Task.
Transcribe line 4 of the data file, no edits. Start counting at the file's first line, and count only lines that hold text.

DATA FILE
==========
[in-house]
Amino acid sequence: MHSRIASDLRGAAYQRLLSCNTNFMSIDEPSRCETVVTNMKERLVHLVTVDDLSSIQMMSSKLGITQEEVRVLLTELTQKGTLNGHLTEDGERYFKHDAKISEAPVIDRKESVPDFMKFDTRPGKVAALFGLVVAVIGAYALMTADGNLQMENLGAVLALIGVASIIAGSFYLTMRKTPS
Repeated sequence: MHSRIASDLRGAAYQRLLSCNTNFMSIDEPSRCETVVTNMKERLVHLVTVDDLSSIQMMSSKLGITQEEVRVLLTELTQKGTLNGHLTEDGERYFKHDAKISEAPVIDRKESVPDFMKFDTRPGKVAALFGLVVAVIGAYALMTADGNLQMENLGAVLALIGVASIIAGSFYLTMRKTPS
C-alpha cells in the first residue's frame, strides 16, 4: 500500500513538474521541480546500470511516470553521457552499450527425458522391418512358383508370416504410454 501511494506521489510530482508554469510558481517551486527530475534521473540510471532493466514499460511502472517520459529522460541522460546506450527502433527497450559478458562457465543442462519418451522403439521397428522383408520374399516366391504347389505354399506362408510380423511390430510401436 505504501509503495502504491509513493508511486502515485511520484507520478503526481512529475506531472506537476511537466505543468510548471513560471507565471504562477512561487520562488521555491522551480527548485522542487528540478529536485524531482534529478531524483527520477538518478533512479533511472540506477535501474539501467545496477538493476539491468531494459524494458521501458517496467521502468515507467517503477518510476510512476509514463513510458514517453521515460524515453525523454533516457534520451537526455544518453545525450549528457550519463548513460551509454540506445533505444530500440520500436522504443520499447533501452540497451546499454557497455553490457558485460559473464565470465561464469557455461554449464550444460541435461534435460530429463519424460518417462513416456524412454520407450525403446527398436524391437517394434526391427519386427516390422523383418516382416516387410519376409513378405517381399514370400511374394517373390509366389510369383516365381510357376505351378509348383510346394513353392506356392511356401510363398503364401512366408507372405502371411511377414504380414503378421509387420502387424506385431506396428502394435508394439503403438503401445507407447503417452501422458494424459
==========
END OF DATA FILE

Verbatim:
C-alpha cells in the first residue's frame, strides 16, 4: 500500500513538474521541480546500470511516470553521457552499450527425458522391418512358383508370416504410454 501511494506521489510530482508554469510558481517551486527530475534521473540510471532493466514499460511502472517520459529522460541522460546506450527502433527497450559478458562457465543442462519418451522403439521397428522383408520374399516366391504347389505354399506362408510380423511390430510401436 505504501509503495502504491509513493508511486502515485511520484507520478503526481512529475506531472506537476511537466505543468510548471513560471507565471504562477512561487520562488521555491522551480527548485522542487528540478529536485524531482534529478531524483527520477538518478533512479533511472540506477535501474539501467545496477538493476539491468531494459524494458521501458517496467521502468515507467517503477518510476510512476509514463513510458514517453521515460524515453525523454533516457534520451537526455544518453545525450549528457550519463548513460551509454540506445533505444530500440520500436522504443520499447533501452540497451546499454557497455553490457558485460559473464565470465561464469557455461554449464550444460541435461534435460530429463519424460518417462513416456524412454520407450525403446527398436524391437517394434526391427519386427516390422523383418516382416516387410519376409513378405517381399514370400511374394517373390509366389510369383516365381510357376505351378509348383510346394513353392506356392511356401510363398503364401512366408507372405502371411511377414504380414503378421509387420502387424506385431506396428502394435508394439503403438503401445507407447503417452501422458494424459